The British ship Anne (The Anne, 3 Wheaton, 435), with a cargo belonging to a British subject, was, to quote the language of the reporter, "captured by the privateer Ultor, while lying at anchor, near the Spanish part of the island of St. Domingo, on the 13th of March 1815, and carried

1 The Purissima Conception, 6 C. Rob. 45; the Diligentia, 1 Dod. 412. 2 Etrusco, Lords, 1795.

into New York for adjudication.” After stating that "the capture was made within the territorial limits of Spanish St. Domingo,” Mr. Justice Story, speaking for the Supreme Court, said:


The claim of the Spanish Government for the violation of its neutral territory being thus disposed of, it is next to be considered, whether the British claimant can assert any title founded upon that circumstance? By the return of peace, the claimant became rehabilitated with the capacity to sustain a suit in the courts of this country; and the argument is, that a capture made in a neutral territory is void; and therefore, the title by capture being invalid, the British owner has a right to restitution. The difficulty of this argument rests in the incorrectness of the premises. A capture made within neutral waters is, as between enemies, deemed, to all intents and purposes, rightful; it is only by the neutral sovereign that its legal validity can be called in question; and as to him and him only, is it to be considered void. The enemy has no rights whatsoever; and if the neutral sovereign omits or declines to interpose a claim, the property is condemnable, jure belli, to the captors. This is the clear result of the authorities; and the doctrines rest on well established principles of public law.

There is one other point in the case which, if all other difficulties were removed, would be decisive against the claimant. It is a fact, that the captured ship first commenced hostilities against the privateer. This is admitted on all sides; and it is no excuse, to assert that it was done under a mistake of the national character of the privateer, even if this were entirely made out in the evidence. While the ship was lying in neutral waters, she was bound to abstain from all hostilities, except in selfdefence. The privateer had an equal title with herself to the neutral protection, and was in no default, in approaching the coast, without showing her national character. It was a violation of that neutrality which the captured ship was bound to observe, to commence hostilities, for any purpose, in these waters; for no vessel coming thither was bound to submit to search, or to account to her for her conduct or character. When, therefore, she commenced hostilities, she forfeited the neutral protection, and the capture was no injury for which any redress could be rightfully sought from the neutral sovereign.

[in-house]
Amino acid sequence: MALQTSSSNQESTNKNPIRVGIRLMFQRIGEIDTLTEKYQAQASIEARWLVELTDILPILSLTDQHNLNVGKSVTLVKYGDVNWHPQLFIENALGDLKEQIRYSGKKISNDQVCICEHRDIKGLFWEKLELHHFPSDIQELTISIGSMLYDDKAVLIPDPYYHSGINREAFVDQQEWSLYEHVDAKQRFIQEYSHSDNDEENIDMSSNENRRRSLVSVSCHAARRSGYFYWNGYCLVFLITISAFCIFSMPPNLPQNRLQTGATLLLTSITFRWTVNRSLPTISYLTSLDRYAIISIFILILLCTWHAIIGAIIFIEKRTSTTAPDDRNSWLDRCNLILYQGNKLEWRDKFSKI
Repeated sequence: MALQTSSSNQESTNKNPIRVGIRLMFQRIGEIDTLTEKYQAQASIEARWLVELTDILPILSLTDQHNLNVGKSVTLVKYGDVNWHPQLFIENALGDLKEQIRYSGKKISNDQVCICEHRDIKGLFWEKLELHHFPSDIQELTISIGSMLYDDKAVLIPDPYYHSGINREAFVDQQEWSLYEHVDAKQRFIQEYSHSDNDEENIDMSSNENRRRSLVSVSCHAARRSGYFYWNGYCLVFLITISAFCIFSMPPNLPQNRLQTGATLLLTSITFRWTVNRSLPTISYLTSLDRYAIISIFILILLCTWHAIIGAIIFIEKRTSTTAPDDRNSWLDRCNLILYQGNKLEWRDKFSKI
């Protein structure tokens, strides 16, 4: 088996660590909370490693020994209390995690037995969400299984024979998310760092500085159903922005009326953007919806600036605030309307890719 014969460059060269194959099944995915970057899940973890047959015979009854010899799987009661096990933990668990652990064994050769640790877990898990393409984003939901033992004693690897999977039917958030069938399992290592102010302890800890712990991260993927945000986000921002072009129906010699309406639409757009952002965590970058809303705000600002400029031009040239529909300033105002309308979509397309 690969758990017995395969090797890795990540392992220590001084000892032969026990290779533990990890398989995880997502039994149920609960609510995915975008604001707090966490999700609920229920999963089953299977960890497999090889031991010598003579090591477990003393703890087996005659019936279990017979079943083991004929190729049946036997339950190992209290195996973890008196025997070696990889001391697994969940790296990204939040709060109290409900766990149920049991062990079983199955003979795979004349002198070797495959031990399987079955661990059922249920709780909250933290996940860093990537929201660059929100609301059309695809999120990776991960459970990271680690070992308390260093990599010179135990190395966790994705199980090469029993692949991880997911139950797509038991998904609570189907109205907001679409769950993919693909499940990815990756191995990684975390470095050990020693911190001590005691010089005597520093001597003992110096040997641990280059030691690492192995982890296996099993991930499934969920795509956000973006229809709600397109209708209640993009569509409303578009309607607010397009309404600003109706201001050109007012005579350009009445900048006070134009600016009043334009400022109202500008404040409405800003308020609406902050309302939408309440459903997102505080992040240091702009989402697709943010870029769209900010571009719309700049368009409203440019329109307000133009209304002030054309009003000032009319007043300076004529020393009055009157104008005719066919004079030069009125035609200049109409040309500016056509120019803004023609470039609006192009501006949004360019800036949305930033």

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The General Armstrong (2 Moore's International Arbitrations, p. 1071, decided in 1852) an American privateer, put into the port of Fayal, in the Azores, September 26, 1814, in order to obtain a supply of fresh water. The next day a British squadron entered the port of Fayal. A fight ensued in which the privateer, after defending itself with great spirit, was abandoned and destroyed by its crew to prevent its falling into the hands of the British. The United States maintained that Portugal should have protected the American vessel and that, having failed to do so, it was liable in damages for its loss. Portugal refused to accept liability and, after much correspondence, the case was submitted in 1851 to the President of the French Republic, later the Emperor,

Napoleon III. After stating the facts as he understood them, the
Prince-President thus concluded:

The weakness of the garrison of the island, and the undoubted decay of the guns in the forts, rendered all armed intervention on his (the Portuguese governor's) part impossible;

Considering, in this state of things, that Captain Reid (the commander of the General Armstrong), not having applied, in the beginning, for the intervention of the neutral sovereign, and having had recourse to arms for the purpose of repelling an unjust aggression, of which he claimed to be the object, thus failed to respect the neutrality of the territory of the foreign sovereign, and released that sovereign from the obligation to afford him protection by any other means than that of a pacific intervention;

From which it follows that the Government of Her Most Faithful Majesty cannot be held responsible for the results of a collision, which took place in contempt of her rights of sovereignty, in violation of the neutrality of her territory, and without the local officers or lieutenants having been requested in proper time and warned to grant aid and protection to those to whom it was due;

Therefore, we have decided and we declare that the claim presented by the Government of the United States against Her Most Faithful Majesty has no foundation, and that no indemnity is due by Portugal, in consequence of the loss of the American brig, the privateer General Armstrong.